Just a quicky post. Dtm and I headed down to the W.A Barista Academy for a bit of schooling just the other day. We were taken through a 3 hour session with the lovely Jen on coffee techniques, grinding, dosing, tamping, pulling shots, texturing milk, a little latte art, and general machine maintenance. All in all a great course and an excellent way to get a solid grasp of the basics of preparing espresso.
There was 4 of us all up in the course and with 2 x 2 group La Marzocco Lineas to play with, everyone had ample access to the machines, and a lot of time to spend practicing shots over and over until they were coming out right. Jen covered tamping techniques, using correct pressure, adjusting the grind to suit conditions of beans, and also gave us some tips on how to maintain a consistent routine (something I never seem to do) so that your shots are all made the same way, with the only variable factor being the grind.
The course was excellent, Jen is a great teacher, and the amount of people just was right so that everyone got a lot of time to just pump the shots out.
It makes me really regret ever paying to do a course called Prepare and Serve Espresso Coffee at the Perth School of Hospitality and Tourism. The course was a joke. There was about 20 or so people in the class and one dodgy coffee machine and grinder. We all had about 5 minutes in total to use the machine and we were being taught by someone who had never worked in a cafe in her life, and who’s recommendation on where to find good coffee in Perth was to go to Dome (enough said). The sad thing was, some people in the course were hoping it would teach them the skills they’d need to get work in the industry. If you happen to find this post and you’re look for barista training… DO NOT TAKE THAT COURSE !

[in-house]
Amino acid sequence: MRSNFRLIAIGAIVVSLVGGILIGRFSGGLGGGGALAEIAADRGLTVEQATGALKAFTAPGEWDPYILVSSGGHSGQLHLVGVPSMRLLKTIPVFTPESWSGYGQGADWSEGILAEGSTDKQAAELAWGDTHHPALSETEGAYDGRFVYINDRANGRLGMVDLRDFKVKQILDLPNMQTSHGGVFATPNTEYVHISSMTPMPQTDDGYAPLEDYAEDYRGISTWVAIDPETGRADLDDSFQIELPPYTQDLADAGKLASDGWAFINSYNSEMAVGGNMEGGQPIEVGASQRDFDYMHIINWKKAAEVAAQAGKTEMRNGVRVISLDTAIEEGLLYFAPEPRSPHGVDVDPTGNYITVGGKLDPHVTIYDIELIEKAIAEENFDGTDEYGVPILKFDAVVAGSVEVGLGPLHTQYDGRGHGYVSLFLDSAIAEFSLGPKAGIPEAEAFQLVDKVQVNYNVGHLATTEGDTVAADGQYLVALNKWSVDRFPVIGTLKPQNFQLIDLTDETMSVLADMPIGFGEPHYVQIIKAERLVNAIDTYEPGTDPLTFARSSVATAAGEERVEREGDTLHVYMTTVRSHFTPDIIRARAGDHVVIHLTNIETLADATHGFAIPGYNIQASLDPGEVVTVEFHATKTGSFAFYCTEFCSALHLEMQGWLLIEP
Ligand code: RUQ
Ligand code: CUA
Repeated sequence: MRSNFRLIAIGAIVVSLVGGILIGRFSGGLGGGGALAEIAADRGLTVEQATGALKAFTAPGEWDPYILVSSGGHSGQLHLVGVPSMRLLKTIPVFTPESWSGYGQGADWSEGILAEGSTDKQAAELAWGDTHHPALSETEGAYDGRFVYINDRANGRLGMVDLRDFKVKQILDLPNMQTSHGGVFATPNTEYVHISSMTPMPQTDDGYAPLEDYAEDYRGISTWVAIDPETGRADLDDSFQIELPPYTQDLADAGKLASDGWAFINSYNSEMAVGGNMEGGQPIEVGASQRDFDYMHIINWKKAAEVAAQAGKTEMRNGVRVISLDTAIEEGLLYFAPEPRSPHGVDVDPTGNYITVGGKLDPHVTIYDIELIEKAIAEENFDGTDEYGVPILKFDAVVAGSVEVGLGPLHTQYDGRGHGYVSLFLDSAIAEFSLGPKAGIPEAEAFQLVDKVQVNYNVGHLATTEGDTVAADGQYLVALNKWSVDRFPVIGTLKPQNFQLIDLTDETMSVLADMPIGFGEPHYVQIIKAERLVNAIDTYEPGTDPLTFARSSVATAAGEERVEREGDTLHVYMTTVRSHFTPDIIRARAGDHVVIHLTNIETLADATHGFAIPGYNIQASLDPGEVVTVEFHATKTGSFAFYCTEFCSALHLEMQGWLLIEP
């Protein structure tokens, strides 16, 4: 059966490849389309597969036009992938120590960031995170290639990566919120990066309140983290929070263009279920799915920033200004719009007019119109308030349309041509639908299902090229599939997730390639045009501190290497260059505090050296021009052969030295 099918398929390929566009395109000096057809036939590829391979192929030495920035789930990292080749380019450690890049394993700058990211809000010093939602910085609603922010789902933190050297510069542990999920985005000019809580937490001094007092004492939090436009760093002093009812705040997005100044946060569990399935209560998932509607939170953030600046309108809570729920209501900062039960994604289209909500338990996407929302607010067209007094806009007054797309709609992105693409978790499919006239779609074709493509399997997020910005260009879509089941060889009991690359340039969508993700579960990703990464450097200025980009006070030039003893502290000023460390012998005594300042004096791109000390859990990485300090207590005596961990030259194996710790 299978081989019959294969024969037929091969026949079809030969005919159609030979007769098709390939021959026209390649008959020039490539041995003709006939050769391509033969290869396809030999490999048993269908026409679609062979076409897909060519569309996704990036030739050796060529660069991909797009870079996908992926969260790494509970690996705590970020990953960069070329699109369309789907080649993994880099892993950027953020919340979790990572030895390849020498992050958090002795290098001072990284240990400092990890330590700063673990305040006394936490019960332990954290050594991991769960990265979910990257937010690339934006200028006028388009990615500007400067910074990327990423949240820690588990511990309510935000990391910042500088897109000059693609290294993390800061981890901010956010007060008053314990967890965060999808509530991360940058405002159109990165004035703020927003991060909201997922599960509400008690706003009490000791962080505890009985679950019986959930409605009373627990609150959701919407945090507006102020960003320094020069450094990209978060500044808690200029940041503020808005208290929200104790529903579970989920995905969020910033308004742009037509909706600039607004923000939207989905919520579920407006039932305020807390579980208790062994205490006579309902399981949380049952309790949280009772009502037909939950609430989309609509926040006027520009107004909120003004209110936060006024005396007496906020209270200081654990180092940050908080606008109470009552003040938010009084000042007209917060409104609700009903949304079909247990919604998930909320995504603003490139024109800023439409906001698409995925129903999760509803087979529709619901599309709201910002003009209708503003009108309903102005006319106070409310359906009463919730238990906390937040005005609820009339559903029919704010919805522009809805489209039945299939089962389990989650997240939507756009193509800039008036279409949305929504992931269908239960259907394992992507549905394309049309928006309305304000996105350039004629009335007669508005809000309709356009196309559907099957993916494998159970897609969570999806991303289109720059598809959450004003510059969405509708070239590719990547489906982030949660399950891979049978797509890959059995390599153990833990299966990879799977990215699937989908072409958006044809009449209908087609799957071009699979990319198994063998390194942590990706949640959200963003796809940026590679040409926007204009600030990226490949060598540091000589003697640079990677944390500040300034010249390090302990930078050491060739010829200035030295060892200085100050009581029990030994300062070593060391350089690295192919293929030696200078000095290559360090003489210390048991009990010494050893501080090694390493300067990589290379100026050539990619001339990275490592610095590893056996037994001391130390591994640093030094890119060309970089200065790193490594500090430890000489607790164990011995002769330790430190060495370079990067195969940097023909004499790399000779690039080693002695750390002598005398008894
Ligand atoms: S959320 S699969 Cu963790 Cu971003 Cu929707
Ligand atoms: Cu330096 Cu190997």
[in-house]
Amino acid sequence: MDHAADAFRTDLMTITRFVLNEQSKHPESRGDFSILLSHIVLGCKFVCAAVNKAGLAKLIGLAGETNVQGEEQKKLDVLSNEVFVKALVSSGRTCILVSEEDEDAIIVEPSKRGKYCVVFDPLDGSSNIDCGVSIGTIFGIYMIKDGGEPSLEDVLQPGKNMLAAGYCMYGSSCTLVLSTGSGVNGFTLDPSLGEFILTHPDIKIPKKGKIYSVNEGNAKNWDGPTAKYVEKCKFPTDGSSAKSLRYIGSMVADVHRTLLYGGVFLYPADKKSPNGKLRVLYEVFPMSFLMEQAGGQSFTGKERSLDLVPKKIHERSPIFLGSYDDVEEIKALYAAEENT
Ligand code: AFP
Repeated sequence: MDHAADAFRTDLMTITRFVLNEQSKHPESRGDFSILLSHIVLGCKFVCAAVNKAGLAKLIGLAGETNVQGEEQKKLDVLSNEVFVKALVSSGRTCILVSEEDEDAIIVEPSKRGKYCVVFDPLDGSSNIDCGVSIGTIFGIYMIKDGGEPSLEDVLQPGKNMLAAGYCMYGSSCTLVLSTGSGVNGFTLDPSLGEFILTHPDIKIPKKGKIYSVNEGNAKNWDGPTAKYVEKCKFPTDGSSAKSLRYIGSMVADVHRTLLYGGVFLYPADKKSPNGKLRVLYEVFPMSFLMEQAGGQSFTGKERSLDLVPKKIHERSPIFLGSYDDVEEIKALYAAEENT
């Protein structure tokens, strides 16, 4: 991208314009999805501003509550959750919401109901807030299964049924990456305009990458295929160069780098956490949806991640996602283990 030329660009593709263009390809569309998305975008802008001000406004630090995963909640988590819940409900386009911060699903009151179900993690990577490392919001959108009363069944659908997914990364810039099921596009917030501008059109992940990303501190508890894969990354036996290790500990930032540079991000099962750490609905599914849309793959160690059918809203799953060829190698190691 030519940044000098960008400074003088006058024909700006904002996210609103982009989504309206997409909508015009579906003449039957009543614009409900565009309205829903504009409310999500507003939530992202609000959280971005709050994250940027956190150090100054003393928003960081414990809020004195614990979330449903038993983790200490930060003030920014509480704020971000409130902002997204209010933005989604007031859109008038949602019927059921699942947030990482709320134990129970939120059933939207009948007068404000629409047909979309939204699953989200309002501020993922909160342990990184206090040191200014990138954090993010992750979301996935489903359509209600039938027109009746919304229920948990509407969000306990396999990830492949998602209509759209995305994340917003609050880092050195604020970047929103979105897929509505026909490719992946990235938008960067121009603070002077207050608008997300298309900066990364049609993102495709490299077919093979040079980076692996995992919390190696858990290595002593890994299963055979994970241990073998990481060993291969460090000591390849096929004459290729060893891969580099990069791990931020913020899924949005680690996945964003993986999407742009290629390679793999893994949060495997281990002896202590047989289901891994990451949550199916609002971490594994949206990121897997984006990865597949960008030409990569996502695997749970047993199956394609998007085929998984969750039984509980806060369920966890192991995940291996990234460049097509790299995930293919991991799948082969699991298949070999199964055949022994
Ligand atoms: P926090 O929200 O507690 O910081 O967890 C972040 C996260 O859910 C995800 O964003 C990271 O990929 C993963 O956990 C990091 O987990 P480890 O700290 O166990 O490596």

Testament to the quality of the courses at the WA Barista Academy is that Dtm was pulling awesome shots in no time at all (although he is a skill home barista), and after little to no instruction at all managed to whip out a fine first example of a rosetta (below). How sweet is that ?
We also managed to find time to put the naked portafilter on (the top photo), and make some shots with that. It’s basically a really good way of locating weaknesses in your dosing and tamping routine, because you can see the coffee coming out of the basket as it extracts, and you can tell if it’s coming out of one side and not the other etc. A great tool for making sure you have got the technique down.
We’ll also be going back soon for a more in depth latte art course, for all those fancy flowers, hearts, and patterns people seem to love so much. Look forward to seeing some more cool photos, and if you’re in need of some training, get in touch with WABA, they will sort you out.
W.A Barista Academy
Phone: (08) 9328 7675
Fax: (08) 9328 6805